Horseshoes – new world encyclopedia
It is fairly well established that horseshoe pitching had its origin in the game of quoits (involving the throwing of a metal or rubber ring over a set distance to land over a pin) and that quoits is a modification of the old Grecian game of discus throwing, known from the Olympic Games.
Iron plates or rings for shoes may have been nailed on horses’ feet in Western Asia and Eastern Europe as early as the second century B.C.E. It is thought that camp followers of the Grecian armies, who could not afford the discus, took discarded horseshoes, set up a stake, and began throwing horseshoes at it. Horseshoes historians have been unable to discover when the game was changed so that it was pitched at two stakes.
The game seemed to have been a favorite among soldiers in many wars, where horseshoes were often plentiful. Returning home, these soldiers interested their home folks in the game, and horseshoe-pitching courts were laid out in hundreds of cities, villages, and farming communities. In the U.S., the impetus for the National Horseshoe Pitcher’s Association (NHPA) grew out of the tradition of throwing mule shoes in the Union Army camps during the American Civil War. Courts later sprang up in the backyards of Union states. Rules differences arose regionally, however.
In 1869, England set up rules to govern the game. The distance between the stakes was 19 yards. The player stood level with the stake and made his pitch with his first step. There was no weight requirement for the shoe, but the outside diameter could not be more than eight inches. The ground around the stake was clay, and all measurements for points were taken between the nearest parts of both shoe and stake. These also became the rules under which the game was played in the United States, but no tournaments were held or records kept until 1909.
The first known world horseshoe-pitching tournament was in the summer of 1910 in Bronson, Kansas. The winner was Frank Jackson, who was awarded a world championship belt with horseshoes attached to it. The games were played on dirt courts with stakes two inches high above the level ground with stakes 38 feet apart.
In 1911, the height of the stake was raised to six inches, with the same scoring system with the closest shoe counting one regardless of the distance from the stake. The top ringer-meaning the last ringer of the round-received the count of all ringers on the stake. Games were to 21 points.
The first ruling body of horseshoe pitching was organized in a court room in Kansas City, Kansas, May 16, 1914. Named the Grand League of the American Horseshoe Pitchers Association, it granted charters to local leagues in many states and its rules were accepted as standard in governing all regular horseshoe pitching tournaments. The stake height was raised to eight inches, which met with the approval of most pitchers, and the weight of shoes was standardized. Thus, in the 1915 annual tournament, no shoes were used that weighed less than two pounds or more than two pounds, two ounces. “Leaners” counted three points, ringers five points, and shoes within six inches from the stake would count one point. The limits of the pitcher’s box were set at three feet each side of the stake and six feet back, and the pitcher could stand anywhere in the box. Stakes were 38 feet apart.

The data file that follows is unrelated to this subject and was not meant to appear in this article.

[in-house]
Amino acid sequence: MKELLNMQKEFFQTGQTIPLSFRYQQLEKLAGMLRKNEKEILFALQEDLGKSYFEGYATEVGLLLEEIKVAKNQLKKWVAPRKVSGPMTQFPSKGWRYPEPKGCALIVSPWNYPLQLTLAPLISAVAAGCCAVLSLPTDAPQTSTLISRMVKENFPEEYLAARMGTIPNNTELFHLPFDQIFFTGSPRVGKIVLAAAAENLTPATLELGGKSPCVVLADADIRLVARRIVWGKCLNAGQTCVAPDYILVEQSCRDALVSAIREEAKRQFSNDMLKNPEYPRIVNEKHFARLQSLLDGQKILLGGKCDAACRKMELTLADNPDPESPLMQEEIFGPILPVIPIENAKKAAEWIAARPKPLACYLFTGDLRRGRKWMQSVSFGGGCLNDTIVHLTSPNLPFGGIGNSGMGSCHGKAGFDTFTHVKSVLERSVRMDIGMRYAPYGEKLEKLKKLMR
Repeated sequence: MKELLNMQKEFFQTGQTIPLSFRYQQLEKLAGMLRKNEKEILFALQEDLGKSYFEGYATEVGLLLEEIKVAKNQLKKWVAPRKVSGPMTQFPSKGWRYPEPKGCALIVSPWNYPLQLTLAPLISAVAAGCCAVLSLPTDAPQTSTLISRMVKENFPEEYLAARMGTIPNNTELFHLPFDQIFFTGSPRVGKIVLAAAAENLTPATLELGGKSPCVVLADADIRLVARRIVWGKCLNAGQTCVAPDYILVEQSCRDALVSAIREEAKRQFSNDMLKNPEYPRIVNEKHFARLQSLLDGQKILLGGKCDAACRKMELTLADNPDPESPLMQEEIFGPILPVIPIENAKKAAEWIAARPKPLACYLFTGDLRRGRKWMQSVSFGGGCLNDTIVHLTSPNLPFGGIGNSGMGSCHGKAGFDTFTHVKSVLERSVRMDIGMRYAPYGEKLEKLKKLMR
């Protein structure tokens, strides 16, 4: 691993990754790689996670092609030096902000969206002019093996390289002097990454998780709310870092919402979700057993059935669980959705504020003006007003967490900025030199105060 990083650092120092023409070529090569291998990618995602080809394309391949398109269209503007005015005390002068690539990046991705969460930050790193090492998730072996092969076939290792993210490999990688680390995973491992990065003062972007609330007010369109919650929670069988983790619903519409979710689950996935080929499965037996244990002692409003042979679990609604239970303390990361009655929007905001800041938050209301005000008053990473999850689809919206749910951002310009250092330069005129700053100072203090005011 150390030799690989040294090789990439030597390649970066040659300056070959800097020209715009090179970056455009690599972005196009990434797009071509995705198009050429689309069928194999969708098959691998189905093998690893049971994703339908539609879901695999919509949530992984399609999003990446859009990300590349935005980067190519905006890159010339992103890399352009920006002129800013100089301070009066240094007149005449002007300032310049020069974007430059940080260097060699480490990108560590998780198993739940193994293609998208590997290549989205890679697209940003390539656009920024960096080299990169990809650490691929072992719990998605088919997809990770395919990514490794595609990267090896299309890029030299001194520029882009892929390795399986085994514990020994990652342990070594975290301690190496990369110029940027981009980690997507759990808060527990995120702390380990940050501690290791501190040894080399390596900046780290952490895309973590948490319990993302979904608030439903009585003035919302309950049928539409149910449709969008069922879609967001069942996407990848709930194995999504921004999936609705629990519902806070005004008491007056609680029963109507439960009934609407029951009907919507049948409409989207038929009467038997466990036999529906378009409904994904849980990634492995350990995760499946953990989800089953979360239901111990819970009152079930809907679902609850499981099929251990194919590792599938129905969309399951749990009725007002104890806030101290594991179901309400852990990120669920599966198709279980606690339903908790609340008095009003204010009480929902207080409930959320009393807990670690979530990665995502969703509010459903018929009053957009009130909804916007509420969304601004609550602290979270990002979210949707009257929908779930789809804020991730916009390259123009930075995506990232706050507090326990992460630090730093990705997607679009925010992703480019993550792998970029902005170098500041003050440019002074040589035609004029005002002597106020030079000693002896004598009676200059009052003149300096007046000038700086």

The association published a book titled the Horseshoe Guide, which contained playing rules, officers, a report of the annual convention and the annual tournament, and news of other contests. On February 26, 1919, the National League of Horseshoe and Quoit Pitchers was organized at the national tournament in St. Petersburg, Florida, with representatives from 29 different states attending. The league was given a charter under the laws of the State of Ohio, June 17, 1921.
In the 1919 tournament, the distance from each stake was changed to 40 feet, which is in effect today. Games were 50 points. In 1920, the game rules were changed drastically. Stakes were raised to 10 inches, stakes were one inch in diameter, ringers counted three points, close shoes one point, and leaners were abolished, counting the same as any close show.
The 1920 winter and 1923 summer world champion, George May from Akron, Ohio, is considered the father of the “open” shoe style, meaning that his pitch was designed to approach the stake with the open side of the shoe facing the stake. He won the title in 1923 with a 14-1 record and a 60-ringer percentage per pitch.
However, in the winter of 1909, a game was played in Florida in the sand where sometimes all four shoes would bury themselves so deep in the sand that they would all be covered out of sight. While digging out the shoes that had been pitched by Dr. F.N. Robinson from New York, and one of the pitchers who was digging out the shoes made a new discovery and said, “Doc, your shoes all come fork to.” This had never been previously noticed even by the doctor himself. The other pitchers then began to question the doctor to find out how he did it, but the doctor didn’t know, only that it became natural to him to release his shoe so that it fell open toward the peg with a one and a quarter turn. He had held the shoe with his first finger around the heel calk as all others did at the time. As far as is known, this was the beginning of trying to control the open shoe in pitching, now known by every good pitcher.